Don and Jerri Harwell could cite their desires to know God, their beliefs in prayer or even the Osmonds as reasons that led them to The Church of Jesus Christ of Latter-day Saints and, eventually, to each other.
Jerri Harwell related an experience in her book, "Leaning on Prayer: A Story of Faith, Perseverance, and Conversion," about a time in 1976, when she was a freshman at Oakland University in Rochester, Mich., and a huge fan of the Osmonds.
One evening, she read in TV Guide that the family would be appearing on a show titled "The Family and Other Living Things," produced by the LDS Church. Jerri never missed a chance to watch the Osmonds, so she tuned into the show, only to wait until the very end to see the family perform.
Nothing really impressed her about the show, except the phone number that came up at the end, inviting viewers to call to receive a free brochure explaining principles taught during the program.
"Being a freshman ... and living in a campus dormitory, I thought this would be a great way to get some mail," Jerri said.
When the brochure came, she thumbed through it, coming to a card she could send in to have more information about the LDS Church sent to her. Excited about another opportunity to get more mail, she sent it in. Not long after, the missionaries contacted her, taught her about the church and challenged her to pray to be able to know if God exists.
Jerri was baptized in September 1977, served in the Texas Houston Mission in 1980 and moved to Utah to attend graduate school at Brigham Young University in 1983.
This was about the time Don Harwell was visiting Salt Lake City for work. While having dinner one evening, he met a woman who invited him to attend the LDS Church with her.
"I said I had not been to church in forever, and she said that it was OK," Don said. So he attended, but sat "way in the back of the chapel, as close to the door as I could so when the lightning and thunder started I could make a quick exit."
When the sacrament portion of the meeting was over, Don was directed to the gospel doctrine class, but this time the only place to sit was on the front row, next to an elderly man.
"Within five minutes, boom, he fell asleep on my left shoulder, so I caught him and held him," said Don, who eventually found out this man had narcolepsy. "After the class, everyone patted me on the back and thought I was just great."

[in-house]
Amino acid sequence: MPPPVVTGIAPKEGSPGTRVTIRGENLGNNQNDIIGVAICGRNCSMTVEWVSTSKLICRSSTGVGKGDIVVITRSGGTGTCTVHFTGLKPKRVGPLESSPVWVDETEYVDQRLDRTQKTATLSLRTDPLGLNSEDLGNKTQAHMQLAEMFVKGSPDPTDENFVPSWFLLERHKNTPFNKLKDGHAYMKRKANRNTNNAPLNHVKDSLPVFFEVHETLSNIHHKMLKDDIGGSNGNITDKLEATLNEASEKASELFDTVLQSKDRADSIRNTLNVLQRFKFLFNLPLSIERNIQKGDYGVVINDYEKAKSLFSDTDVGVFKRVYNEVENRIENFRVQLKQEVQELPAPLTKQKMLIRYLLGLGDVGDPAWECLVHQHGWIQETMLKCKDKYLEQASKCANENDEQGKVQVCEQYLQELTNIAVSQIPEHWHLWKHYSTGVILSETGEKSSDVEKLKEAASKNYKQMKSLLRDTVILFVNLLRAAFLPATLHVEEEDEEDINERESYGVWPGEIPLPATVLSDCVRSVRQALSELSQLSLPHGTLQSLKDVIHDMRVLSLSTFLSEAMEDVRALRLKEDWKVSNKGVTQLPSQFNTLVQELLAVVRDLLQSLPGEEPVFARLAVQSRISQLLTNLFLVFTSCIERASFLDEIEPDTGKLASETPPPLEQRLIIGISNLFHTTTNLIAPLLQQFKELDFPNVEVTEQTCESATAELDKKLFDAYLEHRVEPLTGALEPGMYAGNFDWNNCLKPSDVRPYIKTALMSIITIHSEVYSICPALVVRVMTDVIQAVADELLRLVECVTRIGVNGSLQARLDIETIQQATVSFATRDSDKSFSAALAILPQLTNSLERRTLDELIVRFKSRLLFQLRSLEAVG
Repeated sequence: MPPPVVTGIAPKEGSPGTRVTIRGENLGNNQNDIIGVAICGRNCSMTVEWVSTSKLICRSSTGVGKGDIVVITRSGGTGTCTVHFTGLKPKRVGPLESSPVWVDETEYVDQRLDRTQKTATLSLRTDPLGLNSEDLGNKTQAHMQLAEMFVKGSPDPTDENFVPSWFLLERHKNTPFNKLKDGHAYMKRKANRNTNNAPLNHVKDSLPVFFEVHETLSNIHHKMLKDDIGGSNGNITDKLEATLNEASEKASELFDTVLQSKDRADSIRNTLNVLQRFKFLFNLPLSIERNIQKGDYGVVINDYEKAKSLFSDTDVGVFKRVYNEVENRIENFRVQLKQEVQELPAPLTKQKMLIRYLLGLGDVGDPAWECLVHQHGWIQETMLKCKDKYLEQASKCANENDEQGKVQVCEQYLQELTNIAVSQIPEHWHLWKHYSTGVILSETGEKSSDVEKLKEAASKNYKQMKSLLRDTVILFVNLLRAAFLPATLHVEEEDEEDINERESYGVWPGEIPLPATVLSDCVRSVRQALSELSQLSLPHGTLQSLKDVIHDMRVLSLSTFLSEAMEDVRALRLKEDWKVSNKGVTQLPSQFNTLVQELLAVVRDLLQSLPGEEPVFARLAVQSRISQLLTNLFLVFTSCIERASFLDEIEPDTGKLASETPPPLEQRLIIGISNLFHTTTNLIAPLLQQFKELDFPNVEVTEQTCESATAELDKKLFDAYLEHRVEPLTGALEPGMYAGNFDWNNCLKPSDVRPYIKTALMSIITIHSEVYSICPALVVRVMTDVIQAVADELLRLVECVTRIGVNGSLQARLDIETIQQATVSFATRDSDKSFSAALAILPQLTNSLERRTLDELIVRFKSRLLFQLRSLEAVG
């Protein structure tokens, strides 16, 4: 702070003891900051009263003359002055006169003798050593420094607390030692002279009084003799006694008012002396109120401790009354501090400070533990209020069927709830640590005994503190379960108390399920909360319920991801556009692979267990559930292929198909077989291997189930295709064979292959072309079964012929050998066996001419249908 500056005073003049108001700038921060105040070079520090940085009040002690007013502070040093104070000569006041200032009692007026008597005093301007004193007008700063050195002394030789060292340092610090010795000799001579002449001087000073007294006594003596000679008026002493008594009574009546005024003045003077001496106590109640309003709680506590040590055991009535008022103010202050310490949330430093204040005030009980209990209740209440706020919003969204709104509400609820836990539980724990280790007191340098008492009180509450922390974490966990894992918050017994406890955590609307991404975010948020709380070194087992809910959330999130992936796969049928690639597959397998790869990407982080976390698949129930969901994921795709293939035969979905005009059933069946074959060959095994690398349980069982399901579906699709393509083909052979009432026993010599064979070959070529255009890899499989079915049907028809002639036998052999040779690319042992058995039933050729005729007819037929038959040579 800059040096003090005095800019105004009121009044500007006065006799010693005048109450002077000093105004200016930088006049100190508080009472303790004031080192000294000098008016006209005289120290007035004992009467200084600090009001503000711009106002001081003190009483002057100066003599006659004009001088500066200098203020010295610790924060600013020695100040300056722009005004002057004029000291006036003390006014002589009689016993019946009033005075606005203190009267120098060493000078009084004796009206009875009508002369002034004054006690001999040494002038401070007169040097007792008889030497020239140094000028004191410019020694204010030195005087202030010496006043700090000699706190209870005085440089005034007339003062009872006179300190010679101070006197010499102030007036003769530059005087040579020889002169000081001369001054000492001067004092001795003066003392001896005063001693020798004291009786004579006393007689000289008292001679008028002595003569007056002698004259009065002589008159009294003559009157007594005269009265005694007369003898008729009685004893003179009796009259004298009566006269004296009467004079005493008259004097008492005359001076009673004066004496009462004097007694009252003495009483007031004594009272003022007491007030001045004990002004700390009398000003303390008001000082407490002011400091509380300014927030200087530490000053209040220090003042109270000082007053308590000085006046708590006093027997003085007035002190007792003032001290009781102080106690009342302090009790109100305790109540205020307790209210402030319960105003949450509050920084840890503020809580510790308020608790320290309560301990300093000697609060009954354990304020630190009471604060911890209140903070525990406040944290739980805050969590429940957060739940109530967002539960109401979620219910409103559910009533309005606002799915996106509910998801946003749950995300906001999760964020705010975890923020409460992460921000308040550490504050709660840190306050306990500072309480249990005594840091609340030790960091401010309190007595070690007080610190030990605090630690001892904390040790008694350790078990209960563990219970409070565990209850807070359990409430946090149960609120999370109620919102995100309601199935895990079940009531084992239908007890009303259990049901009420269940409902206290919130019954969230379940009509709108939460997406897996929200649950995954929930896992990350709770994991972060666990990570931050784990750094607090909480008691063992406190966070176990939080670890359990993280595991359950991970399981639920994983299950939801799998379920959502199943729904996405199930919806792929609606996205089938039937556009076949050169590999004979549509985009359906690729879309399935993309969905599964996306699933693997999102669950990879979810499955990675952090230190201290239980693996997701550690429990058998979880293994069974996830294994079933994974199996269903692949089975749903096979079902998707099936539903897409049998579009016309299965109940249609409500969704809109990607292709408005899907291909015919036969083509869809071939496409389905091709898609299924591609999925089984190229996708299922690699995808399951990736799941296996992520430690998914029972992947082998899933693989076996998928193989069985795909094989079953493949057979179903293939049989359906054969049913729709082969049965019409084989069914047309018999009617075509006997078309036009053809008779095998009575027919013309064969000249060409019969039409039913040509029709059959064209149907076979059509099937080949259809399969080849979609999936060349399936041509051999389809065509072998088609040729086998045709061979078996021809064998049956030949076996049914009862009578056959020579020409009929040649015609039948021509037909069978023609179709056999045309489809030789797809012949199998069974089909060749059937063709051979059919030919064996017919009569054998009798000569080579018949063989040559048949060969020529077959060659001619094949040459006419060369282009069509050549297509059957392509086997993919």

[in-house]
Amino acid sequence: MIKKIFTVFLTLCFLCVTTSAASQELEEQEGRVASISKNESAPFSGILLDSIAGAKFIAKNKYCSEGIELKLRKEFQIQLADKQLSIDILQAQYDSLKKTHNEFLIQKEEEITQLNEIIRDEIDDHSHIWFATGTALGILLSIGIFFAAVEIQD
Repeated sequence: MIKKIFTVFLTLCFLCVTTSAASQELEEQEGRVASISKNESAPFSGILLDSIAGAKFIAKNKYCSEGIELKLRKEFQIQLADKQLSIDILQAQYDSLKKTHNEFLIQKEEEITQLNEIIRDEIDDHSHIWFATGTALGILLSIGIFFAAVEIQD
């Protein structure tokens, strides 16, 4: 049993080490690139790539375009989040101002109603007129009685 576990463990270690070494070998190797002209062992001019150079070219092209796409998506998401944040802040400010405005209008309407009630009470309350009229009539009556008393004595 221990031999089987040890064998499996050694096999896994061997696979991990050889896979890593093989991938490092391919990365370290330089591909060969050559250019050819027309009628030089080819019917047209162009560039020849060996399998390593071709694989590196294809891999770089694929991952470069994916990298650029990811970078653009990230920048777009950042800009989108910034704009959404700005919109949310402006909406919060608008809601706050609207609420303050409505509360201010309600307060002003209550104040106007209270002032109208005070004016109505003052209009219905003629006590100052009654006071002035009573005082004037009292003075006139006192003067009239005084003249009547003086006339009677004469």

When Don returned to his home in Boulder, Colo., he contacted the church offices and asked to see the missionaries. Within weeks, Don was baptized in Salt Lake City. Soon after, he moved to Utah and started attending meetings for the Genesis Group, an auxiliary group of the LDS Church established to meet the needs of members of African descent. The group went to BYU's campus to put on a program, and Jerri attended and spotted Don for the first time.
"Don was sitting to the far left eating some pie," Jerri said. She went over to him, introduced herself and they ended up going out that night.
"The standard joke is now that everyone spends thousands of dollars to go to BYU and meet that 'one and only,' that eternal mate," Jerri said. "Don walks onto campus one night and meets his 'one and only' without paying a cent. Life's just not fair."
They married on July 20, 1987, have six children and reside in Cottonwood Heights.
Their lives are now busy with family, community service and work. Don is the vice president of sales at Powerstream Technology Inc., and Jerri works as a full-time instructor at Salt Lake Community College, a freelance writer and editor.
They also serve in many callings in the church. Don was set apart as president of the Genesis Group by President Merrill J. Bateman of the First Quorum of the Seventy on Aug. 3, 2003, and has served in that capacity since.
"We're a support group," Don said about the Genesis Group. And although the group's Web site www.ldsgenesisgroup.org says the group's purpose is to strengthen LDS members by "supporting and edifying Black members, their families and friends, and individuals interested in the Church," Don said that anyone can join Genesis. They just have to show up to a meeting.
"Our whole wish is to bring people to God," Don said. "We have to keep individuals coming ... obviously the Lord feels (the group) needs to be here."
Jerri noted that while members can serve callings in the Genesis Group, they should not use the meetings as a substitute for regular ward and stake meetings.The group meets on the first Sunday of each month from 7 to 8 p.m. at the meetinghouse located at 6710 S. 1300 East in Salt Lake City. The meetings feature a fireside format with guest speakers, a black gospel song as a practice hymn, and testimonies. The organization operates with Relief Society, singles, youth and Primary auxiliaries.
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